The bottom line is there will be some overlap of information within your application, but reviewers should not be reading blocks of text copied verbatim into multiple sections of the application.
My mother, an interior designer, never saw a horizontal surface she didn’t want to decorate. For years I encouraged her to declutter and often she’d begrudgingly remove a knick-knack from a table of shelf. But the next time I’d visit a new knick-knack was sitting right in its place. My dad calls it space-fill compulsion.
Our new human subjects form has several text fields with large character limits (e.g., Eligibility Criteria - 15,000 characters; Brief Summary - 5,000 characters; Narrative Study Description - 32,000 characters). These character limits match those in ClinicalTrials.gov and were set artificially high so the system could accommodate more characters than are actually needed.
Here is a fun little tidbit we’ve learned … folks who are already funded and entering information into ClinicalTrials.gov tend to be more pithy than folks applying for funding. Could it be that while composing your response you see the character count is well below the available space and assume NIH wants more? Space-fill compulsion, perhaps?
If you’ve covered what you need to say in a few paragraphs, then stop. You don’t need to fill the entire allotted space. Eligibility criteria is typically quite succinct. A Brief Summary typically runs 2,000 characters or less and the Project Narrative typically 5,000 characters or less. It would be unusual to come even close to the character limits for those fields. It’s, OK. Cover the topics using only the space you need.
Remember, this is the supporting detail for your story, not the story itself. Less is more. Don’t bury your main points under unnecessary information.
Do Fellowship Awards Allow Clinical Trials?
We encourage fellows to receive training in clinical research, including clinical trials. NIH-supported fellows just can’t independently lead them. The career stage of a fellow may not yet align with the responsibilities of navigating all the components, complexities and reporting requirements associated with a clinical trial. In addition, fellowship grants do not include sufficient research funds to support the majority of clinical trials. Consequently, all Fellowship opportunities are posted as independent Clinical Trials Not Allowed.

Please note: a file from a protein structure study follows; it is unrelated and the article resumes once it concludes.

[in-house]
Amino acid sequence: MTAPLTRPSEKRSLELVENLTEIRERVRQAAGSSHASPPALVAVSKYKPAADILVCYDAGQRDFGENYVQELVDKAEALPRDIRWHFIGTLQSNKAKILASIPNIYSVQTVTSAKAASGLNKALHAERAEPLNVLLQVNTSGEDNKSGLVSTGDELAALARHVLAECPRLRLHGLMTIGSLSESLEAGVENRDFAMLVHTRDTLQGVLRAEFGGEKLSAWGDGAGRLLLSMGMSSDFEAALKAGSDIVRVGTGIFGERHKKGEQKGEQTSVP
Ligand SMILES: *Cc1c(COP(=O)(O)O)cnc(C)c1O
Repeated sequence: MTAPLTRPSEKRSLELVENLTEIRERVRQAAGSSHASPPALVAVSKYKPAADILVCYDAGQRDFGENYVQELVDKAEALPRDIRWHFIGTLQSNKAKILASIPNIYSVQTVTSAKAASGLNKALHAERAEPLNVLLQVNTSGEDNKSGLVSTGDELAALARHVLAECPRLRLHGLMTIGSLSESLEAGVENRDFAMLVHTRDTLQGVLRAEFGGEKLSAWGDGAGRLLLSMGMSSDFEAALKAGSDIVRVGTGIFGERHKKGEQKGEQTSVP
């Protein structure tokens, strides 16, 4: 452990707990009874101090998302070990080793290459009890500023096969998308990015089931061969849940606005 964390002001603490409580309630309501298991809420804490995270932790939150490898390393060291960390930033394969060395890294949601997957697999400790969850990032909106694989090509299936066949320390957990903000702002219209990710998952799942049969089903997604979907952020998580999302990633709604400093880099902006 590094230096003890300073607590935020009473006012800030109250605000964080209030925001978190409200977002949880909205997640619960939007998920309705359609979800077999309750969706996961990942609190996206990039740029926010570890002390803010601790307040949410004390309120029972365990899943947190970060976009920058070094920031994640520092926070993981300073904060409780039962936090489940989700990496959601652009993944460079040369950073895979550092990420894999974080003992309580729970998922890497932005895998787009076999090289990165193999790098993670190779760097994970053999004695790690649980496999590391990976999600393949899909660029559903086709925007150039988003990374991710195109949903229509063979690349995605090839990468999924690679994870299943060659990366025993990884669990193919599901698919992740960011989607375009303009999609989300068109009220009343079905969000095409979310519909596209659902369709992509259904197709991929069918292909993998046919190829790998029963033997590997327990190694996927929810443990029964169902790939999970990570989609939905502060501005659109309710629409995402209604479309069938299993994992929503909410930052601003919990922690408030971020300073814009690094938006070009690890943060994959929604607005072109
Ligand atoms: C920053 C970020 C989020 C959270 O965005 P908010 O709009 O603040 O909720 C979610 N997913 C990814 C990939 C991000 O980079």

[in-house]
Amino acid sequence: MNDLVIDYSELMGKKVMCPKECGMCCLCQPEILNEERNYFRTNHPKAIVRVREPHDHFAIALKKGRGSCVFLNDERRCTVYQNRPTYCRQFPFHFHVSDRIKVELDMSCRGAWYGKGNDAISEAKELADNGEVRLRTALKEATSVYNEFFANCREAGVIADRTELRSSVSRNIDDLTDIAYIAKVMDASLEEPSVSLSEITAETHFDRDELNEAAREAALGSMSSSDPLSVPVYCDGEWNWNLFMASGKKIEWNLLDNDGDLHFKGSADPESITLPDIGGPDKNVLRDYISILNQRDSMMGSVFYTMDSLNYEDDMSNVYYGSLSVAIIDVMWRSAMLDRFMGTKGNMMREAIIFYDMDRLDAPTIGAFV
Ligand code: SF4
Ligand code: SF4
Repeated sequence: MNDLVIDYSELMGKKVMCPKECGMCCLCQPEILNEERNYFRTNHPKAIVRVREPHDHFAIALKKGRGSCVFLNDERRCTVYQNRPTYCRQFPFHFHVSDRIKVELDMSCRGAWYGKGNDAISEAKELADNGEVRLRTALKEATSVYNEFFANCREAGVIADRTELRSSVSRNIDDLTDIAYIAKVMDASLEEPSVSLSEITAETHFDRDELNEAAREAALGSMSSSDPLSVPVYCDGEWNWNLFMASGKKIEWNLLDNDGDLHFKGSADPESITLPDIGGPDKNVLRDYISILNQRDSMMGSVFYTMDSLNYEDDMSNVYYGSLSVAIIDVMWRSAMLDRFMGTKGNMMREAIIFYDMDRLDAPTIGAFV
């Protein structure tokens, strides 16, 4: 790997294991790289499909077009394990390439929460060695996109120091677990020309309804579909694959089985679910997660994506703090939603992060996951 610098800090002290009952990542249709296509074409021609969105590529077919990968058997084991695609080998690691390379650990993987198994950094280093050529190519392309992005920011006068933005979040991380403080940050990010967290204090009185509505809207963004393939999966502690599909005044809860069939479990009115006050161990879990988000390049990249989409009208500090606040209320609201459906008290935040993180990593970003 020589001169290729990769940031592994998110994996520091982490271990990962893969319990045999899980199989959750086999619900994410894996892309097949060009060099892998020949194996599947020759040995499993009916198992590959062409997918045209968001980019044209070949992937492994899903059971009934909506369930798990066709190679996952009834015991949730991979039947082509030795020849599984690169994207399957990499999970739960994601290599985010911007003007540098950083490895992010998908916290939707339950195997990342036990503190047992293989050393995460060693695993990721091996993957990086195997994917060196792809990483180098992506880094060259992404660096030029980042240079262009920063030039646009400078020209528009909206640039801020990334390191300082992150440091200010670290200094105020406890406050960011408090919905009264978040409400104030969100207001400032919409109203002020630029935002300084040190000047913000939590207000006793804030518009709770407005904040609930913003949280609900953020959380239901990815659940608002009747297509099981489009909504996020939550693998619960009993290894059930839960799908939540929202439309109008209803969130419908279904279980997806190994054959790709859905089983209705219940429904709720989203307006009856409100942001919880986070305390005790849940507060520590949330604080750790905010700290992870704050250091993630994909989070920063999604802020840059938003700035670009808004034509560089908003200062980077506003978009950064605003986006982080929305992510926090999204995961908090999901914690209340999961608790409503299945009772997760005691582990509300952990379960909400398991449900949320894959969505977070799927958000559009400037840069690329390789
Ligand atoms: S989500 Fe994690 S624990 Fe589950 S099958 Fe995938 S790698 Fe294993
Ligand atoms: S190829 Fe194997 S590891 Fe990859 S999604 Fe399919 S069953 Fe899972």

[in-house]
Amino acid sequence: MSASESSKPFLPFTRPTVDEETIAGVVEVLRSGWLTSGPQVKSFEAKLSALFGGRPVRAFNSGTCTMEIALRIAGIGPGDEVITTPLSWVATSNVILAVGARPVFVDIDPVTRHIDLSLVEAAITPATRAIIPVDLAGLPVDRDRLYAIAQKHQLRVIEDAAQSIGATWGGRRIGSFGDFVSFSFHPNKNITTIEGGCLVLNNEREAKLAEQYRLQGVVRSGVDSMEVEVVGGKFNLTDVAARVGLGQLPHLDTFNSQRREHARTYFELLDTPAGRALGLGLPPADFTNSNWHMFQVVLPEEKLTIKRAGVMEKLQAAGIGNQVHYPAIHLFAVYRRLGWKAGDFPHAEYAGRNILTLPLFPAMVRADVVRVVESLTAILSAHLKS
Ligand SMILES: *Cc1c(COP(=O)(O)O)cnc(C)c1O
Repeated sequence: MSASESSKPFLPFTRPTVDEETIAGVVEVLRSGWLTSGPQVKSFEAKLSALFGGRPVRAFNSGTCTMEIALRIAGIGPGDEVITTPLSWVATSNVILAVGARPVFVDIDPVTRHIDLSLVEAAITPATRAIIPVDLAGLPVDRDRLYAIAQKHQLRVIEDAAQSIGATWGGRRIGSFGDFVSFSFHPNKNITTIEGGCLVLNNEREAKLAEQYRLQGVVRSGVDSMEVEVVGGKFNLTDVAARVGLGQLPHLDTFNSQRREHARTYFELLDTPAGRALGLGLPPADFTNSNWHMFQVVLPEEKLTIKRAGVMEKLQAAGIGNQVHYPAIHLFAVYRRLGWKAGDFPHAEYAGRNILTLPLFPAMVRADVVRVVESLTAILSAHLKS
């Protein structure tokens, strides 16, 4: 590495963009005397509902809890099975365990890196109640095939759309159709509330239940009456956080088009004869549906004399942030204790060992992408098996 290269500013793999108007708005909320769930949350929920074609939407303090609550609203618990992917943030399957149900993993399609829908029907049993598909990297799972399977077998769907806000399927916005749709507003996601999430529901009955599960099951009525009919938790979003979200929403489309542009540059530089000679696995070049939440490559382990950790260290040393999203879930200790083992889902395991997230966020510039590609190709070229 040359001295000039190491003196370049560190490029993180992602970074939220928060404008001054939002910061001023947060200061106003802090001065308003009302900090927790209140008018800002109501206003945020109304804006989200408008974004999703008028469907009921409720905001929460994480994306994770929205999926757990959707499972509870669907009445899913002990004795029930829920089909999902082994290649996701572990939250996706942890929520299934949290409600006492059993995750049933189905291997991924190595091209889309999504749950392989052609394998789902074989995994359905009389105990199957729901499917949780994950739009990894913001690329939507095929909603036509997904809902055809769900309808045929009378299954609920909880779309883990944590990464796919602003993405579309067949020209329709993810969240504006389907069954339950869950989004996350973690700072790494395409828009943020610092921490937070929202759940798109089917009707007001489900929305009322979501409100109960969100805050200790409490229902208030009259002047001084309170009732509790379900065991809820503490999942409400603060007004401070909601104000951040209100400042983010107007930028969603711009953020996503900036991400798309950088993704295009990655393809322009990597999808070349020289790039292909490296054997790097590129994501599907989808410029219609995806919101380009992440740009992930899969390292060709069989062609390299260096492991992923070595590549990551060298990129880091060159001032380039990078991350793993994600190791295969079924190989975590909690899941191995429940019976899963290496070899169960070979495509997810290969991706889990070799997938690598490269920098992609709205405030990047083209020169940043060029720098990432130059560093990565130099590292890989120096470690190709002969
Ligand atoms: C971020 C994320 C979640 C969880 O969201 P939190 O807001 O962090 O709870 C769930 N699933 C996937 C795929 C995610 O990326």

The sponsor is the responsible individual of record for oversight of the trial. He or she is ultimately responsible for tasks like interacting with relevant Institutional Review Board (IRB) staff, reviewing all informed consent documents, reporting potential serious adverse events, and maintaining responsibility for patient safety. But there are no restrictions on the responsibilities the fellow can assume with the sponsor’s oversight.
If you plan on submitting a fellowship application, clearly delineate the roles both the sponsor and the fellow are undertaking. This can be done in the Sponsor and Co-Sponsor attachment for the sponsor and the Research Strategy for the fellow. It needs to be clear that the fellow is not the responsible individual. Overselling their role to the point where it looks like they are leading the trial can hurt more than it helps. It’s fine to show the fellow working side-by-side with his or her sponsor through every aspect of the trial. It’s not OK for them to be off on their own shouldering all the responsibility themselves.
Dog Days of Summer
“Be the person your dog thinks you are.”
~ George Eliot aka Mary Ann Evans
Stay cool and if you’re lucky enough to have one, give your mutt an extra hug.
This page last updated on August 1, 2018